To move through this home on the Ottawa River envisioned by Christopher Simmonds Architect Inc. is to enjoy a carefully orchestrated sequence of encounters with its picturesque natural setting. Views and light penetrate the spatial composition throughout its interlocking interior volumes.The starting point for the planning of this house was to identify a place on the site which afforded a view of Parliament Hill, and to locate the principal living spaces there. An elongated entry with a natural cedar planked ceiling brings visitors by way of the southerly courtyard to the very core of the site and the home.
The result is a home with stunning views, and which enjoys both an intimate connection with the courtyard and a more expansive connection with the river. Flooring is a combination of white porcelain tile and dark stained, quarter-sawn oak. Cabinets in dark stained ash contrast similarly with the white quartz counter-tops. [Photos by Doublespace Photography; Information received via e-mail from Christopher Simmonds Architect Inc.]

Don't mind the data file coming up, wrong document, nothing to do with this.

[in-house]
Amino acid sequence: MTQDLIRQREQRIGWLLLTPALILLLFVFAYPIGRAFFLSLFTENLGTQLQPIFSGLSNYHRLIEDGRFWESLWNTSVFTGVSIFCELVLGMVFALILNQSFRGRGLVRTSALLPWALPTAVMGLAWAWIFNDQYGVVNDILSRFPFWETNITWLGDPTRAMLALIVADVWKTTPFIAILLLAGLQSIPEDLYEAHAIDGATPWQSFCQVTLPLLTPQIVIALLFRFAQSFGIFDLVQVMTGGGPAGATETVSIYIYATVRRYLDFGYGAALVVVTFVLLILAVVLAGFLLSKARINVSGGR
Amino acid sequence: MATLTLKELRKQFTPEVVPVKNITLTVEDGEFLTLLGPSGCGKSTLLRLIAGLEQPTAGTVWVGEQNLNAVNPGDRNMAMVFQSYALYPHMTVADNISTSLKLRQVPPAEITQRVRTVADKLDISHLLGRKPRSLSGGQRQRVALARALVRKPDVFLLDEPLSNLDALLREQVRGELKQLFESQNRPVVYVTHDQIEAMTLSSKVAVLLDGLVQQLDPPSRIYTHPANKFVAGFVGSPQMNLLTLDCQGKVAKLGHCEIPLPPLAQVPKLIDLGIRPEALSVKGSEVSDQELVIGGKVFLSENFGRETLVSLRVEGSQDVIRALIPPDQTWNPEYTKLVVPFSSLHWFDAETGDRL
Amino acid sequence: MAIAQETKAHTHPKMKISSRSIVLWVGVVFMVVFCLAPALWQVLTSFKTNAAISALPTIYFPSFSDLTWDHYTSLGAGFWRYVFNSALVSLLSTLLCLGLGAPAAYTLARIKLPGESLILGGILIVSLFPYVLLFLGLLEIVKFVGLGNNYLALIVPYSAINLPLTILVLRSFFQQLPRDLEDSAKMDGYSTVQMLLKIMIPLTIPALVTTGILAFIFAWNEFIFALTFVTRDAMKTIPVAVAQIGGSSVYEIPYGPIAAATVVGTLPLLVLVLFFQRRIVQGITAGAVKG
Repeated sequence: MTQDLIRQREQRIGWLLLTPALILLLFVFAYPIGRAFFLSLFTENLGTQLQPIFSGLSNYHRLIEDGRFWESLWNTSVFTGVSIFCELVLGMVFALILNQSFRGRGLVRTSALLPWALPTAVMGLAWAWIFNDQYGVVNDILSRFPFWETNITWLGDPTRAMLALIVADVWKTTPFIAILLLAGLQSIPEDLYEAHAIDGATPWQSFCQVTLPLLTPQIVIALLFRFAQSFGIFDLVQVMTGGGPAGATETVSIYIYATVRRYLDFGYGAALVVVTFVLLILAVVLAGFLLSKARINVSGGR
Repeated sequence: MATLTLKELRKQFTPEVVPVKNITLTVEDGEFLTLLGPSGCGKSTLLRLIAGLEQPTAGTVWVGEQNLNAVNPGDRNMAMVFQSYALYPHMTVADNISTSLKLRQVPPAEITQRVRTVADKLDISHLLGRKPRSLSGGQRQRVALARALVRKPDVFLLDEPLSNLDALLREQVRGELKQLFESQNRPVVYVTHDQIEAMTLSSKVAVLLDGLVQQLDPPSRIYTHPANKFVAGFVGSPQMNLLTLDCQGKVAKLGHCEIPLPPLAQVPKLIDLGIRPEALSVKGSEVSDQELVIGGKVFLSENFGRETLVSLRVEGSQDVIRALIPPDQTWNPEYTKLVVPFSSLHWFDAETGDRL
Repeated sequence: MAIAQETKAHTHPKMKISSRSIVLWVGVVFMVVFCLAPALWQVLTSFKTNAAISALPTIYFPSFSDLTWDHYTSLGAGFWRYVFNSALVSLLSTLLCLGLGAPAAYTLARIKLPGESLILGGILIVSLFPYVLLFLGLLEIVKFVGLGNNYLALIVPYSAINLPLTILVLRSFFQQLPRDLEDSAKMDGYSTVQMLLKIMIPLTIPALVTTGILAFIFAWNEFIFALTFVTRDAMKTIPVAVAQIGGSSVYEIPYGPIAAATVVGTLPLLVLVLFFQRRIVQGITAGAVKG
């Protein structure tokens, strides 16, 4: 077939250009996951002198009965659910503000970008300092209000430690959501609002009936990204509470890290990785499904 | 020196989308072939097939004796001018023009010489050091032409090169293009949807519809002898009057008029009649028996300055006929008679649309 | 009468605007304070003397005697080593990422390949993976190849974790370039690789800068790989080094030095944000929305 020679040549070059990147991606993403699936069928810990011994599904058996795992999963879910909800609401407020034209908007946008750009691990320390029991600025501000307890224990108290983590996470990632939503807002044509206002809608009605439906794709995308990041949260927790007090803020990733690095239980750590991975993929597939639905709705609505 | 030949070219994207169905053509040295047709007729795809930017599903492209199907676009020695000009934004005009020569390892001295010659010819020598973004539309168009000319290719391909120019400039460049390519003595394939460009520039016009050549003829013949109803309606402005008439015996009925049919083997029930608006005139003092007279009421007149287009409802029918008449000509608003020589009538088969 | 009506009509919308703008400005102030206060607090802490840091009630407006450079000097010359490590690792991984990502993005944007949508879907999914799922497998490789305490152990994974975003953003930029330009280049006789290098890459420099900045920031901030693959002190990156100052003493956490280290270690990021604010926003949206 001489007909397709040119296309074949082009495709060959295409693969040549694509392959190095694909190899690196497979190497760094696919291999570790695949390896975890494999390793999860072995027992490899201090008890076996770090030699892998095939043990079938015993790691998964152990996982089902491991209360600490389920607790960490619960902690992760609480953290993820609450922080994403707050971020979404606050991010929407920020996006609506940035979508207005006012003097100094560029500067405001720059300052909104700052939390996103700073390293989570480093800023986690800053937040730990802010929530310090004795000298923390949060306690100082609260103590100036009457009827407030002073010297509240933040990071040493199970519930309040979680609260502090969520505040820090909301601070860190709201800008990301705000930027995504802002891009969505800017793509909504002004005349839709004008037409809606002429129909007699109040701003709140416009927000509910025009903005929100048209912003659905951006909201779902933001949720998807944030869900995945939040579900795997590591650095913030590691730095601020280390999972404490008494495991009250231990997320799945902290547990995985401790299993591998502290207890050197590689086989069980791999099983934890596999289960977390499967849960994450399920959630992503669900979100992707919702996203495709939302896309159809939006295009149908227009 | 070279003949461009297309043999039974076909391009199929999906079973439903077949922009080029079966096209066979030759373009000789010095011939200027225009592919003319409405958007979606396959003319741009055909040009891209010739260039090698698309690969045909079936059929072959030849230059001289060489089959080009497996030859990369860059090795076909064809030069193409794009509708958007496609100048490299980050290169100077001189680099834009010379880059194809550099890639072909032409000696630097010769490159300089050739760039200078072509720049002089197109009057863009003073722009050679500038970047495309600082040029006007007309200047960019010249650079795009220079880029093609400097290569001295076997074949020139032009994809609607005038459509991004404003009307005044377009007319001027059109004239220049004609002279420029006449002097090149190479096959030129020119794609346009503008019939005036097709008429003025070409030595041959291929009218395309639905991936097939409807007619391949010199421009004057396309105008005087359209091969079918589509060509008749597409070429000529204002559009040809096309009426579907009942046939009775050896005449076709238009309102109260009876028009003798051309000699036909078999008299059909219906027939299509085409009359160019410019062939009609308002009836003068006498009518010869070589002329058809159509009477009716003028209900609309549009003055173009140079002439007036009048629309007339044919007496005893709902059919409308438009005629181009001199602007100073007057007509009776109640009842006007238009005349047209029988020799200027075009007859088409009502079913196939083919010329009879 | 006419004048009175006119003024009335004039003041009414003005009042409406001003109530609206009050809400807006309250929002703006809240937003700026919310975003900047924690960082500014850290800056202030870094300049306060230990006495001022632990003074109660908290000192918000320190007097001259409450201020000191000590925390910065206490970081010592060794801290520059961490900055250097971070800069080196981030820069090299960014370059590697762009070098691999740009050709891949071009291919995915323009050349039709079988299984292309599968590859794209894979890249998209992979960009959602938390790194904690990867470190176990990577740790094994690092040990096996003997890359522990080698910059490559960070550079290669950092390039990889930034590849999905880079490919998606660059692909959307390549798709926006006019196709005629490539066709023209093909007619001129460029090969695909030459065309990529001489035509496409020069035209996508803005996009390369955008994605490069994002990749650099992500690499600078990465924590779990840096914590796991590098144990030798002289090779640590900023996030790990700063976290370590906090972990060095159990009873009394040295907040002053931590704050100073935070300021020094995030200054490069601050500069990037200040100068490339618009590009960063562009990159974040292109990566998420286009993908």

The best architects can create designs which will give clients and the public things they didn’t even realise they wanted, and this is especially important when architects are given the difficult brief of creating structures in much-loved, iconic areas.
A good building should make you want to look at it. Even if not always liked by passers-by, it should always make them feel something. Manchester Metropolitan’s University’s business school is a building that effortlessly fits this criteria. Indeed for many, the building by Feilden Clegg Bradley Studios is their first taste of the architecture of Manchester as they travel along the arterial road, Mancunian Way. With its distinct ski-slope roof, and glittering mirrored appearance, it provides a flash of silver, and a dazzling break from the dull greys of the motorway, greeting motorists in a slightly space-age way as they enter the city